In daylight, when one can calculate taking each step, the ascension of this slope is a piece of work that demands sprightly legs and a quick eye. During the night it is just impossible. The leader himself lost his way and when one of the men accidentally discharged his rifle while climbing, the troops of the 13th [Ohio] further up believed that the enemy was advancing and fired a full volley on the battalion. The other battalion of the 28th took this volley as an enemy attack and also fired putting their comrades in a crossfire. The ensuing scene of confusion had to be horrible. The list below [not presented] shows the tragic results. Colonel Moor was injured by a fall and Adjutant Böhlander got a bullet through his hat that just creased his scalp.
The confusion on the narrow forest paths with all regiments hastening toward the way out of the forest was to (such) an extent that a determined enemy truly would have had an easy time letting the entire army experience a second Bull's Run. It is, of course, not to be denied that the conditions brought much that was not to be changed, and which had to cause confusion. The men were so exhausted that they would have preferred to lay down on the path in the woods.
—Your correspondent considered himself lucky, because he finally found a bed on three fence rails after an hour of alternately standing and moving on slowly. Our regiment did not have the comfort of a cover or supper, or even the comfort of a campfire. All had determined: In the morning the lottery must be made to come to an end. It must by hook or crook. Who describes our surprise, when we were awakened the next morning by cheers. The dragoons brought a nice silk secessionist flag. The fortifications had been vacated during the night. The enemy was back across the river where we could not follow him. The fox had escaped and we could look at his construction [fortifications] with pleasure.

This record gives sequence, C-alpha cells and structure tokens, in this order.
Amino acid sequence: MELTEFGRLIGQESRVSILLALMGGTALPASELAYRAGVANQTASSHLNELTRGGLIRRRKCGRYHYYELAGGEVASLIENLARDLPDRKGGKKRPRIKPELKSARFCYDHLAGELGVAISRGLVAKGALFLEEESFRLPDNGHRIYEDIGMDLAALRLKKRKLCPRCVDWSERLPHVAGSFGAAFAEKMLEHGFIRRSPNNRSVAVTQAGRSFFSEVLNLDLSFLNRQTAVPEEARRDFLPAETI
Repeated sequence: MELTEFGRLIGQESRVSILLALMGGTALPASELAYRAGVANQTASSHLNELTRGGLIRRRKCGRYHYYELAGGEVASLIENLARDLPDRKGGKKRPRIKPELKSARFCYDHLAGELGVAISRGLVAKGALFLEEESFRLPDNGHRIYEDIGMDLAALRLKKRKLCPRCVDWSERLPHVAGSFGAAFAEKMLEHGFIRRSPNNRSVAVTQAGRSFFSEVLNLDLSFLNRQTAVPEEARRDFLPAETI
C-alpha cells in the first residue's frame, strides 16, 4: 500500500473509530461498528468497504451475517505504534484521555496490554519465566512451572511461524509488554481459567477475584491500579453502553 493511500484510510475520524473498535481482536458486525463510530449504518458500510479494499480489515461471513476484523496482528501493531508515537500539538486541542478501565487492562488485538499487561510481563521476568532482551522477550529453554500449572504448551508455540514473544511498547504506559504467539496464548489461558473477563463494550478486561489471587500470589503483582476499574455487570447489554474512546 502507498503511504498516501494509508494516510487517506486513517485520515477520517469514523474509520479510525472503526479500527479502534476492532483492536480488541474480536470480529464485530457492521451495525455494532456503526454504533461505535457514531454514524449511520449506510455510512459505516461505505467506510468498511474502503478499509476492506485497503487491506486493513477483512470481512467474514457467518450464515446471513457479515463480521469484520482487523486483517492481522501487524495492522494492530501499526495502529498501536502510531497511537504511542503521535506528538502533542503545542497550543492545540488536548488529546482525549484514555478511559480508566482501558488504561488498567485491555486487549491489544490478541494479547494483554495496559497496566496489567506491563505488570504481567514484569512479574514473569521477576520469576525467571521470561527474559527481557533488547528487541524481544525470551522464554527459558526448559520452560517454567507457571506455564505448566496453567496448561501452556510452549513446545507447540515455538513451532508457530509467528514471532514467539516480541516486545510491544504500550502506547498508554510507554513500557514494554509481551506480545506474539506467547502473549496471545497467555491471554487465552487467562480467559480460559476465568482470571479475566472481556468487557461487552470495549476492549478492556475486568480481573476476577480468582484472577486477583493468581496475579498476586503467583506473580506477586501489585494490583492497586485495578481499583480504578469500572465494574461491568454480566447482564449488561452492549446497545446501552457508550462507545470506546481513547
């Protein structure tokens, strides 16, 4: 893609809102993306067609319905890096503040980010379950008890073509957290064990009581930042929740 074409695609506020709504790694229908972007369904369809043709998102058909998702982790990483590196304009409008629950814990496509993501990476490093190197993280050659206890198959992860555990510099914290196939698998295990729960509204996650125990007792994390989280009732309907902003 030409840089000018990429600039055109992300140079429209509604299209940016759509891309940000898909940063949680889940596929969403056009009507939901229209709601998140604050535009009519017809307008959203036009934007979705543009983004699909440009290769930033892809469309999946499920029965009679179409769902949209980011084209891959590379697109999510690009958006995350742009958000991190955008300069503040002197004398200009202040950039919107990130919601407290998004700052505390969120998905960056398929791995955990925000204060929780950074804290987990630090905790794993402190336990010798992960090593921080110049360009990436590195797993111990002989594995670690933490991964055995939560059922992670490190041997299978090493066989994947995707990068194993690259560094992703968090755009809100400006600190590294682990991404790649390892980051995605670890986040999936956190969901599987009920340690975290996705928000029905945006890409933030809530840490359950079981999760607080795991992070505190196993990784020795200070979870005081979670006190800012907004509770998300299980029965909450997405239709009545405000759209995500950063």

Letter translated by Albert Reutlinger, Lieutenant of 5th Kentucky Volunteer Infantry Regiment ,U.S.
Furnished by Dr. Barton Reutlinger, a descendent of Albert.
(Re: Battle of Mill Springs)
Camp on Logen's [Logan's] Farm, Kentucky
January 21, 1862
Dear Friend Greiner,
Keeping my promise, I am writing you to let you know that I luckily escaped any harm In the battle on the l9th of this month, which took place near Somerset,, Ky.